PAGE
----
There’s actually an interesting thing that you start to notice after reading Distinctions from the GGTT. Just about every thing mapped into the GGTT shouldn’t be mapped into the PPGTT. We already stated that we try to map everything else into the PPGTT. The set of objects mapped in the GGTT, and the set of objects mapped into the PPGTT are disjoint5). The patches to make this work are not yet merged. I’d put an image here to demonstrate, but I am feeling lazy and I really want to get this post out today.


  • The Aliasing PPGTT is a single instance of the hardware feature: PPGTT.
  • Aliasing PPGTT was designed as a drop in performance replacement to the GGTT.
  • GEN8 changed a lot of architectural stuff.
  • The Aliasing PPGTT shouldn’t actually alias the GGTT because the objects they map are a disjoint set.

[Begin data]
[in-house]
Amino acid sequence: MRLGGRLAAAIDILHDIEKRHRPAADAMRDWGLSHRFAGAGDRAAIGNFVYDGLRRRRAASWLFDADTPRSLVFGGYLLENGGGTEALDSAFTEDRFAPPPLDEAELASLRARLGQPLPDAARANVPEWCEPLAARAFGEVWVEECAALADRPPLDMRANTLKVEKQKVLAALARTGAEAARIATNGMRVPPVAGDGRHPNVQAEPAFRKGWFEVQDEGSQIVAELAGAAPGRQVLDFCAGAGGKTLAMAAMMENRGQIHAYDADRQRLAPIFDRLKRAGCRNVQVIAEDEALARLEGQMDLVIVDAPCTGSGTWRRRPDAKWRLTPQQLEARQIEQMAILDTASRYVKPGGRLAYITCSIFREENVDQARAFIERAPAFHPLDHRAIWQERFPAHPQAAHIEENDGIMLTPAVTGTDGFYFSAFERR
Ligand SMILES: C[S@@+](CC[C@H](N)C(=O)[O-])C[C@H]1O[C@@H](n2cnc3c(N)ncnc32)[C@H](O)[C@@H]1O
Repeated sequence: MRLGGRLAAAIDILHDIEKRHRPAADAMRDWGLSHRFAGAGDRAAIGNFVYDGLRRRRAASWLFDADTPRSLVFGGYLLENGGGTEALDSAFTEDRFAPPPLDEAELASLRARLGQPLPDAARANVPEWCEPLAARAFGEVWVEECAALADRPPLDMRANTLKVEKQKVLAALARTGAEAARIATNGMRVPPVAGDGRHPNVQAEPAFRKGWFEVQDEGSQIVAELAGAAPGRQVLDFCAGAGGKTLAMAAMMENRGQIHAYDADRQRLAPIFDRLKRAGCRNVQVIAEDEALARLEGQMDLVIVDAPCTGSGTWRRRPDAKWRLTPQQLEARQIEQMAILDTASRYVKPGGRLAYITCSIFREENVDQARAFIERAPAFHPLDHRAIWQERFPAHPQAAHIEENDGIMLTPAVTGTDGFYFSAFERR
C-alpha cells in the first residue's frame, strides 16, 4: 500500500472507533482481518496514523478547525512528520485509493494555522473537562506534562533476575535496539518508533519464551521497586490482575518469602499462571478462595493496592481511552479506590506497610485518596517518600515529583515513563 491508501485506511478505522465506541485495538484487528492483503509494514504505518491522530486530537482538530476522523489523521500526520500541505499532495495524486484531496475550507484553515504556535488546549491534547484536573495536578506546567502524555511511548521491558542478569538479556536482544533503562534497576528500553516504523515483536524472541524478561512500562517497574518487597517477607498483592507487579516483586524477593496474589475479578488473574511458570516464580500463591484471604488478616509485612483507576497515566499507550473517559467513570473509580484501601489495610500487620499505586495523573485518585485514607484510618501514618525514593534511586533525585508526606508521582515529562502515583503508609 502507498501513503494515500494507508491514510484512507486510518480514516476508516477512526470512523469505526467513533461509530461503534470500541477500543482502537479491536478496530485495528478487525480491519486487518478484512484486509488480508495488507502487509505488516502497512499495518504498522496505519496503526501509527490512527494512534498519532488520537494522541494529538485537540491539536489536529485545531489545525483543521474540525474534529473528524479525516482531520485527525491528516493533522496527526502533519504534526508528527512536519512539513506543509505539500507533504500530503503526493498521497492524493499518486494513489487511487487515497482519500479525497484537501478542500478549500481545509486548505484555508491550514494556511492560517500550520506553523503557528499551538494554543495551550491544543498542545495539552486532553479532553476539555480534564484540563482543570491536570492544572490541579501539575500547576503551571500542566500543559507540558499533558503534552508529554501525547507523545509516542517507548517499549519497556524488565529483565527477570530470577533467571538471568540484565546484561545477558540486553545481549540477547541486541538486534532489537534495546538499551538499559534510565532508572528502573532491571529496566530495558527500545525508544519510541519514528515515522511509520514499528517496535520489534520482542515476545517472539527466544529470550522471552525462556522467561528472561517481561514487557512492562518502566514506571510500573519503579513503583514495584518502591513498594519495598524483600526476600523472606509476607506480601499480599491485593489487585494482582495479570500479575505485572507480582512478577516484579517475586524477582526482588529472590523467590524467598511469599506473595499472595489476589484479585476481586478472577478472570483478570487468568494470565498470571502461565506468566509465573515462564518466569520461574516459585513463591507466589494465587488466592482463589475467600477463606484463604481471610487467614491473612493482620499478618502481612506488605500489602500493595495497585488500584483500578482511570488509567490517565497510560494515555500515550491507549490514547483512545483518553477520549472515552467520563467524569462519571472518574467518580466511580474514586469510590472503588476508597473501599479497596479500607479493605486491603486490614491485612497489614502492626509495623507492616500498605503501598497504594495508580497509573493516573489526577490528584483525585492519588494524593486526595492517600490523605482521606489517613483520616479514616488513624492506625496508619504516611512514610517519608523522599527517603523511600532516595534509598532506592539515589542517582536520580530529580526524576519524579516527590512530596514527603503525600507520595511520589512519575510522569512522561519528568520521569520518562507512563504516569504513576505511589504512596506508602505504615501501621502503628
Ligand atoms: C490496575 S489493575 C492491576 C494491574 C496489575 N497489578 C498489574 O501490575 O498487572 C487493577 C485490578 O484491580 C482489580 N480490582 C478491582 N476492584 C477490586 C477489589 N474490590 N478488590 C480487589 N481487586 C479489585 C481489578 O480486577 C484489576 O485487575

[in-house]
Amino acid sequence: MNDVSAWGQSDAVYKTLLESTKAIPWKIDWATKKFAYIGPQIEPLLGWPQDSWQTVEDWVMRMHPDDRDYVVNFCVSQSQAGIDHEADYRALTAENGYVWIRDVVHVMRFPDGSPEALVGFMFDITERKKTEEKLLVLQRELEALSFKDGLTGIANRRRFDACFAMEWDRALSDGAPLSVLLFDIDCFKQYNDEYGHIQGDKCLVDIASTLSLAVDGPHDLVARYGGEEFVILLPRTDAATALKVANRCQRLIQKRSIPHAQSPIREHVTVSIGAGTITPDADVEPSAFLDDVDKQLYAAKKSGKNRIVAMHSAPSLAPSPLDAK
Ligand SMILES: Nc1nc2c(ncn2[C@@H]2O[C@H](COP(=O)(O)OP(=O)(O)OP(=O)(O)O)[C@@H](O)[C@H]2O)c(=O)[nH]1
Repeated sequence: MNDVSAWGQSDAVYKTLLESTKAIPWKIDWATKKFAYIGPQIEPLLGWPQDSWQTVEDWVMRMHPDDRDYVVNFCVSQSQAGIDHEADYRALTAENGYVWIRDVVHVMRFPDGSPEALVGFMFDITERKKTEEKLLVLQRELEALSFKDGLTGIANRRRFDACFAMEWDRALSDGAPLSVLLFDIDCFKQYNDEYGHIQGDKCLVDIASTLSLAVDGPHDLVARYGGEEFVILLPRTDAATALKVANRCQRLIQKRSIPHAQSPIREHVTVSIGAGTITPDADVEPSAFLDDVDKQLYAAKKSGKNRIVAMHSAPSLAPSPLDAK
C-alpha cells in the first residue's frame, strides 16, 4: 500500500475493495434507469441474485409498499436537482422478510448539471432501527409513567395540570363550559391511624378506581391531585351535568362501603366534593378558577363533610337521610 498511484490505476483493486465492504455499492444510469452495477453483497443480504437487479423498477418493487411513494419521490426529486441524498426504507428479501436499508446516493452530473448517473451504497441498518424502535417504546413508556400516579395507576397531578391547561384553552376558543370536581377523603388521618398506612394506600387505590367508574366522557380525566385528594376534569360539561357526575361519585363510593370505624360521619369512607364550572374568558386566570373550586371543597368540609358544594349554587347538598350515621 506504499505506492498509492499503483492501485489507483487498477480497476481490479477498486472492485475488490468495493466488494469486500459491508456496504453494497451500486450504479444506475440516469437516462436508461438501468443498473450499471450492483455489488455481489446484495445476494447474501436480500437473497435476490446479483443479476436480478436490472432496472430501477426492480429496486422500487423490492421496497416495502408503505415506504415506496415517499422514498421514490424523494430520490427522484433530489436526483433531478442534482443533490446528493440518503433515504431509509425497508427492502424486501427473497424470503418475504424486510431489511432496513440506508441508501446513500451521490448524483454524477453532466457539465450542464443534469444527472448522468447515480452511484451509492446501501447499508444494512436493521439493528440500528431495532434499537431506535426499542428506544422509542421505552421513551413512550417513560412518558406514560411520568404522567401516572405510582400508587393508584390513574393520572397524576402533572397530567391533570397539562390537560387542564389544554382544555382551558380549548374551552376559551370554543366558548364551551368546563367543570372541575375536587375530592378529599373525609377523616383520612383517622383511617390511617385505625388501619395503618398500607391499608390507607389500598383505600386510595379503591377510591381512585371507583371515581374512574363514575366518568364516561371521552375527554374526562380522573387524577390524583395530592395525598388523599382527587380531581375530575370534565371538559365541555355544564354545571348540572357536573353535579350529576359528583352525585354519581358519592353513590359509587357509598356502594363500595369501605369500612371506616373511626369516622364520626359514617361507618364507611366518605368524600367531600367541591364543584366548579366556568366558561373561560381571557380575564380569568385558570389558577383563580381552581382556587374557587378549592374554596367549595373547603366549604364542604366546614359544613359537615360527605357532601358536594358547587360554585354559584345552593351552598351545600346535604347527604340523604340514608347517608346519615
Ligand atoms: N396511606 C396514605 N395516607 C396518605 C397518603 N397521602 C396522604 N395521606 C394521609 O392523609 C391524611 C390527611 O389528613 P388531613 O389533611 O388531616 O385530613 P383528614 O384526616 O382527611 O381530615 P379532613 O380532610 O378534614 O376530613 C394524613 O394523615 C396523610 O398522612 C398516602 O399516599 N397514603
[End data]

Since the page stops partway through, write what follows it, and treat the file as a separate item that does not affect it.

Like last time, links to all the SVGs I’ve created. Use them as you like.

Download PDF

  1. Actually it will use whatever the current PPGTT is, but for this post, that is always the Aliasing PPGTT 

  2. Page walk, Two-Level Per-Process Virtual Memory 

  3. Big pages have the same goal as they do on the CPU – to reduce TLB pressure. To date, there has been no implementation of big pages for GEN (though a while ago I started putting something together). There has been some anecdotal evidence that there isn’t a big win to be had for many workloads we care about, and so this remains a low priority. 

  4. This register thus allows us to limit, or make a sparse address space for the PPGTT. This mechanism is not used, even in the full PPGTT patches 

  5. There actually is a case on GEN6 which requires both. Currently this need is implemented by drivers/gpu/drm/i915/i915_gem_execbuffer.c: i915_gem_execbuffer_relocate_entry( 

For those of you reading this that didn’t know, I’ve had two months of paid vacation – one of the real perks of working for Intel. Today is the last day. It is as hard as I thought it would be.